On April 16, 2000, what was then known as InVision News, hit the airwaves.
Bruce Spence has been with APTN National News, since day one.
Spence is a senior producer and line up editor at APTN National News and has seen it all.
Originally aired April 14, 2020
More than 100 Indigenous women in Canada have come forward with stories of forced or coerced sterilization and lawyer Alisa Lombard says it’s nothing new in Canada, nor is it illegal.
Lombard is a partner with Saskatchewan based, Semanganis Worme Lombard and is heading up a proposed class action lawsuit representing Indigenous women who have been forced or coerced into sterilization.
Originally aired April 7, 2020
Don Worme has taken on cases for families who have had a loved one shot and killed by police and who have died while incarcerated.
Often, the long-time defence lawyer represents families of those who are at odds with the justice system.
Worme said we need people to stand up and speak out against that injustice and that is something that his grandfather instilled in him.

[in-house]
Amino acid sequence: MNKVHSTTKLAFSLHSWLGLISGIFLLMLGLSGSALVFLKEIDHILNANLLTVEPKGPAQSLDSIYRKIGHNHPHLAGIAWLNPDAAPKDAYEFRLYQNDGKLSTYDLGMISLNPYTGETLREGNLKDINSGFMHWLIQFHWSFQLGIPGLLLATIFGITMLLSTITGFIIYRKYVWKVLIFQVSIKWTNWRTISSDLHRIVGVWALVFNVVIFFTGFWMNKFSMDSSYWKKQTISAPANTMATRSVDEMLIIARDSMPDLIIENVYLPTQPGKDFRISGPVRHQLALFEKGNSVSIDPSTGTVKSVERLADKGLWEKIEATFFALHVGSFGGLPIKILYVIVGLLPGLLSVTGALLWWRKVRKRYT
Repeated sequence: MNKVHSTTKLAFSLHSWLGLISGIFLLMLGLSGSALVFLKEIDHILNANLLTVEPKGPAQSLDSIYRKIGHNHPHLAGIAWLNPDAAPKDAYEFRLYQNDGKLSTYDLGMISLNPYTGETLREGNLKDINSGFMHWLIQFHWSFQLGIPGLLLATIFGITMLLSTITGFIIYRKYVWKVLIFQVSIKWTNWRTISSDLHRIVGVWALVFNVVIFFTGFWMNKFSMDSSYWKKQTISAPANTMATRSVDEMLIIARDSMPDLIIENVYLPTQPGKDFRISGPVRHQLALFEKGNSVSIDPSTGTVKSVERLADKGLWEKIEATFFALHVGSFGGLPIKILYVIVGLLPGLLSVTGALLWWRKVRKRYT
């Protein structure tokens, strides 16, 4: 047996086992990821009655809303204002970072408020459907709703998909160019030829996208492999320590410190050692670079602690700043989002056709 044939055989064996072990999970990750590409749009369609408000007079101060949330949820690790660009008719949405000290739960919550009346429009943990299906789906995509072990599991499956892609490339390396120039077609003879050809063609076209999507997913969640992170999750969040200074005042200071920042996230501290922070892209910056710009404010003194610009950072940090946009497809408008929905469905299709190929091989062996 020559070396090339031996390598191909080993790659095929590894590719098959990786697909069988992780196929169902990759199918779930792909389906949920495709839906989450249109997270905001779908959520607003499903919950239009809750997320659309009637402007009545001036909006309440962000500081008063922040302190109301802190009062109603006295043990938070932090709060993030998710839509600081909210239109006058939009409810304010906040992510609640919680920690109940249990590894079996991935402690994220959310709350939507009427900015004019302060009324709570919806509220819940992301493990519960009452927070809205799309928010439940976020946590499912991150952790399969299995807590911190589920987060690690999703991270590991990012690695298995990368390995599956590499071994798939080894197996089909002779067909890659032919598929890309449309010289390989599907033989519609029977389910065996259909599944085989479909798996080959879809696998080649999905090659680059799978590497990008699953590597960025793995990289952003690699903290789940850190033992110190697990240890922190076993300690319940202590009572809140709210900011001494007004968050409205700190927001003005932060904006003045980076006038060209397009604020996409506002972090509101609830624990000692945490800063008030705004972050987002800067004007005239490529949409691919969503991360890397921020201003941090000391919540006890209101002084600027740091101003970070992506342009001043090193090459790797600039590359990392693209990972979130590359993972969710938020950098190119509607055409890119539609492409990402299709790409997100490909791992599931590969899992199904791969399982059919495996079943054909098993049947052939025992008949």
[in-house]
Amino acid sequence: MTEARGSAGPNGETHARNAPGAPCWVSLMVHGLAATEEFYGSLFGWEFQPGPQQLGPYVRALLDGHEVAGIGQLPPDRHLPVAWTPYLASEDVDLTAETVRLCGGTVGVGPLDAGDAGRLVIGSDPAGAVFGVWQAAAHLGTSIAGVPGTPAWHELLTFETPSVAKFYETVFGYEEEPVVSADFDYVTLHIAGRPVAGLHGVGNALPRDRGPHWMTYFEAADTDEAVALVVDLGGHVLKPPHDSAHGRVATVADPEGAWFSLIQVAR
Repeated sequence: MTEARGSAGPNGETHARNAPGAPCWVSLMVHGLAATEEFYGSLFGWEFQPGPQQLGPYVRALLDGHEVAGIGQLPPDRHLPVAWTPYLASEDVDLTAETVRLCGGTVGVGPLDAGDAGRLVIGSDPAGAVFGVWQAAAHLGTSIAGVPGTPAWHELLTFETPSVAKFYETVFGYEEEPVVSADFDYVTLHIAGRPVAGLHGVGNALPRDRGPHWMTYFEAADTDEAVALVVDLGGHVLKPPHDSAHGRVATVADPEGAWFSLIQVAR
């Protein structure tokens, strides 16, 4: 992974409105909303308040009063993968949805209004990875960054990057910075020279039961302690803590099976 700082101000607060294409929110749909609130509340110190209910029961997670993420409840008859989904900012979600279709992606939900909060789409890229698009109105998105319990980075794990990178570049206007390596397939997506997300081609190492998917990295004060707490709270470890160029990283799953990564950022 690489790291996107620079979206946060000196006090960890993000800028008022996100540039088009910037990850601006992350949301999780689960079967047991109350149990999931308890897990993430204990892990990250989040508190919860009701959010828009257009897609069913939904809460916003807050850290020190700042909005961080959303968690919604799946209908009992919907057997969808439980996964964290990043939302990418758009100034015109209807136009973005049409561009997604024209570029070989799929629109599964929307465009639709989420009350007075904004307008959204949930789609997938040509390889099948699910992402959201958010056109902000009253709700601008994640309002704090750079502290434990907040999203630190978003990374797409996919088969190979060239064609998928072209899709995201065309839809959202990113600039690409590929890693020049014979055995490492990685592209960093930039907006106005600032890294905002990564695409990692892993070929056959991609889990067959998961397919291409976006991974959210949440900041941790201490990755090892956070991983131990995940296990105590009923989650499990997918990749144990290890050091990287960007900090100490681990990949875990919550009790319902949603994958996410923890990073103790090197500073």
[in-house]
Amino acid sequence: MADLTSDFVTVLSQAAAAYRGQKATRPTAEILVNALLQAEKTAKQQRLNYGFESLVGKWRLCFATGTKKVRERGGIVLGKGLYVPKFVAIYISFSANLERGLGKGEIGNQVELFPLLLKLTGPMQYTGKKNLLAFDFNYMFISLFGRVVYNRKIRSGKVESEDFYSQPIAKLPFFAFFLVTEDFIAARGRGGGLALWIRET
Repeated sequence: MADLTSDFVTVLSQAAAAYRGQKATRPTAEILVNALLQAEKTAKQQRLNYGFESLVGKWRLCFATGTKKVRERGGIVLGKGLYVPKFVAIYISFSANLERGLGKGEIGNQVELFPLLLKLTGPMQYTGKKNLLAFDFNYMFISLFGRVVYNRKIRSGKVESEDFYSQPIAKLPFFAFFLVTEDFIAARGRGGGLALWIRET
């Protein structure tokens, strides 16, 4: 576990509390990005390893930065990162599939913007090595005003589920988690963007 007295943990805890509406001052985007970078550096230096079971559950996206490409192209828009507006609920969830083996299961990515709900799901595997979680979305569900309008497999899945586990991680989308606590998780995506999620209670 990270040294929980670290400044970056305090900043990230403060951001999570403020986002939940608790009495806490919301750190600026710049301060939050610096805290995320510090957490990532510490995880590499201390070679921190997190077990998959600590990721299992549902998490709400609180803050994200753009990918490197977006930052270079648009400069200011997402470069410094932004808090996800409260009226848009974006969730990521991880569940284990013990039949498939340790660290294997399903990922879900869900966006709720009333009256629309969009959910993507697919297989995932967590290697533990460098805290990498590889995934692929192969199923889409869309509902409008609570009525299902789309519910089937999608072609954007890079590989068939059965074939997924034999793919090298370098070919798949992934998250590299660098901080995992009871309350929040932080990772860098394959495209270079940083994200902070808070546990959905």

Originally aired March 31, 2020
Traditionally, Adrian Sutherland made an effort to not be so politically charged in his approach to writing music.
That changed when he released his debut solo single, Politician Man.
The song was born out of long standing issues in Sutherland’s home community of Attawapiskat and the frustrations of trying to raise a family on the First Nation in northern Ontario.
Originally aired March 24, 2020
His face, voice and clothing have all become synonymous with Rogers Hometown Hockey in Cree on APTN.
It’s not Earl Wood’s first rodeo – he’s been an MC at pow wows and for various sporting events for decades.
The historic first game in March 2019 was, however, the first time Wood had been on television and all that comes with it.
Originally aired March 17, 2020
Victoria Redsun says it is difficult to be a young, Indigenous person in an urban environment right now.
The 20 year old Denesuline poet, performer, filmmaker and activist is based in Winnipeg.
She says you only have to walk down the streets of Winnipeg to see the ongoing effects of colonialism.
But Redsun says she felt safe and accepted during her time at the Unist’ot’en healing centre in British Columbia.
Originally aired March 10, 2020